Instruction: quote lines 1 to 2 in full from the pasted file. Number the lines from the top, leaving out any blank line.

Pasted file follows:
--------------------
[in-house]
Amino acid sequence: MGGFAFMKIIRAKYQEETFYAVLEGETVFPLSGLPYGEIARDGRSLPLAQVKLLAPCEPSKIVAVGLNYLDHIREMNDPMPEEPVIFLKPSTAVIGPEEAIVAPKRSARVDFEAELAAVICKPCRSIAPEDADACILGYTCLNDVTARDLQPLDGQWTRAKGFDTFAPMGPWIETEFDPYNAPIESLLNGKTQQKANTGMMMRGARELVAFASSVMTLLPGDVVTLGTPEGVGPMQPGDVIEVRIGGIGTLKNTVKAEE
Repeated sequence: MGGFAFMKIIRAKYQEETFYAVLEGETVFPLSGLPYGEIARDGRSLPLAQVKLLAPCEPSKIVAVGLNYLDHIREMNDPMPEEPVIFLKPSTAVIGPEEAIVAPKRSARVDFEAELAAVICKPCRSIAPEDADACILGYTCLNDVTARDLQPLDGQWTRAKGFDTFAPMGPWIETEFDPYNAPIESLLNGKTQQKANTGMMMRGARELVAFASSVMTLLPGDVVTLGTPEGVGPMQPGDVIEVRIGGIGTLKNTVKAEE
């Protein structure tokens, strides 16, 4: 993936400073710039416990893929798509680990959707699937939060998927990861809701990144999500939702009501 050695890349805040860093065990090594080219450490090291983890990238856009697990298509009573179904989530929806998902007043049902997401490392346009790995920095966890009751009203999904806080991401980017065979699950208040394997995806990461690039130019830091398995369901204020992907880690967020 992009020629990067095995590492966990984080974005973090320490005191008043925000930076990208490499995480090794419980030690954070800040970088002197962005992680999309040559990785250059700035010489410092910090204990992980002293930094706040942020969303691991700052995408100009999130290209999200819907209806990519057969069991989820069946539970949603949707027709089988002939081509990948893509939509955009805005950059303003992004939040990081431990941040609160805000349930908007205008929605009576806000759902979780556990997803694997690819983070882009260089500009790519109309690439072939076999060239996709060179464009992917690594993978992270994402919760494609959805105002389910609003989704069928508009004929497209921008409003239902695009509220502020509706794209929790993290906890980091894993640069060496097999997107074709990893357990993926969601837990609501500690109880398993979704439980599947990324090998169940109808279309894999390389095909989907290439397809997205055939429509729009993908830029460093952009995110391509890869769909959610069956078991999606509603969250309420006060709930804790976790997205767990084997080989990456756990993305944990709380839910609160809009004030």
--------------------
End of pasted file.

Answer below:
[in-house]
Amino acid sequence: MGGFAFMKIIRAKYQEETFYAVLEGETVFPLSGLPYGEIARDGRSLPLAQVKLLAPCEPSKIVAVGLNYLDHIREMNDPMPEEPVIFLKPSTAVIGPEEAIVAPKRSARVDFEAELAAVICKPCRSIAPEDADACILGYTCLNDVTARDLQPLDGQWTRAKGFDTFAPMGPWIETEFDPYNAPIESLLNGKTQQKANTGMMMRGARELVAFASSVMTLLPGDVVTLGTPEGVGPMQPGDVIEVRIGGIGTLKNTVKAEE